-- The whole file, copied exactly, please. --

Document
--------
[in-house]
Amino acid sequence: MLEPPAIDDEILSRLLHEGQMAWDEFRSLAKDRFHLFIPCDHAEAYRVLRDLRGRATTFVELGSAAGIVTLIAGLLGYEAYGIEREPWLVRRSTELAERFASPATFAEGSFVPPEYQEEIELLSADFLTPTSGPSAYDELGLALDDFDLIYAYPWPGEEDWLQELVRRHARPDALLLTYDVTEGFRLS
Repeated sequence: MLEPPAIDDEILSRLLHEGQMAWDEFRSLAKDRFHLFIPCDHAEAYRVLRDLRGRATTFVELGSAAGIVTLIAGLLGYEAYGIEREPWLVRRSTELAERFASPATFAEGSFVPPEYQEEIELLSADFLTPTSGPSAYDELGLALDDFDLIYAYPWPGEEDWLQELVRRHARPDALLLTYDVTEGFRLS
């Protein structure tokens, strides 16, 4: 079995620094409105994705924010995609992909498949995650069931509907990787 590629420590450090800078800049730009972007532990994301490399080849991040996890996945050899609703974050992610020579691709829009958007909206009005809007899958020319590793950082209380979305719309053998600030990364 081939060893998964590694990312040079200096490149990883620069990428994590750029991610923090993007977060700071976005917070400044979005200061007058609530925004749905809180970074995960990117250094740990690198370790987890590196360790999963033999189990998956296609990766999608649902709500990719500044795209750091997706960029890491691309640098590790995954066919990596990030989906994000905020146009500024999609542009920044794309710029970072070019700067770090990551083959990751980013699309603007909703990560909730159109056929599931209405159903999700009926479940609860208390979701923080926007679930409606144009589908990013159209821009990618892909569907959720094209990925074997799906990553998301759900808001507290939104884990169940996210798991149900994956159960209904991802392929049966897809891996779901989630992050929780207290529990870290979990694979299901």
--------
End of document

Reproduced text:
[in-house]
Amino acid sequence: MLEPPAIDDEILSRLLHEGQMAWDEFRSLAKDRFHLFIPCDHAEAYRVLRDLRGRATTFVELGSAAGIVTLIAGLLGYEAYGIEREPWLVRRSTELAERFASPATFAEGSFVPPEYQEEIELLSADFLTPTSGPSAYDELGLALDDFDLIYAYPWPGEEDWLQELVRRHARPDALLLTYDVTEGFRLS
Repeated sequence: MLEPPAIDDEILSRLLHEGQMAWDEFRSLAKDRFHLFIPCDHAEAYRVLRDLRGRATTFVELGSAAGIVTLIAGLLGYEAYGIEREPWLVRRSTELAERFASPATFAEGSFVPPEYQEEIELLSADFLTPTSGPSAYDELGLALDDFDLIYAYPWPGEEDWLQELVRRHARPDALLLTYDVTEGFRLS
């Protein structure tokens, strides 16, 4: 079995620094409105994705924010995609992909498949995650069931509907990787 590629420590450090800078800049730009972007532990994301490399080849991040996890996945050899609703974050992610020579691709829009958007909206009005809007899958020319590793950082209380979305719309053998600030990364 081939060893998964590694990312040079200096490149990883620069990428994590750029991610923090993007977060700071976005917070400044979005200061007058609530925004749905809180970074995960990117250094740990690198370790987890590196360790999963033999189990998956296609990766999608649902709500990719500044795209750091997706960029890491691309640098590790995954066919990596990030989906994000905020146009500024999609542009920044794309710029970072070019700067770090990551083959990751980013699309603007909703990560909730159109056929599931209405159903999700009926479940609860208390979701923080926007679930409606144009589908990013159209821009990618892909569907959720094209990925074997799906990553998301759900808001507290939104884990169940996210798991149900994956159960209904991802392929049966897809891996779901989630992050929780207290529990870290979990694979299901």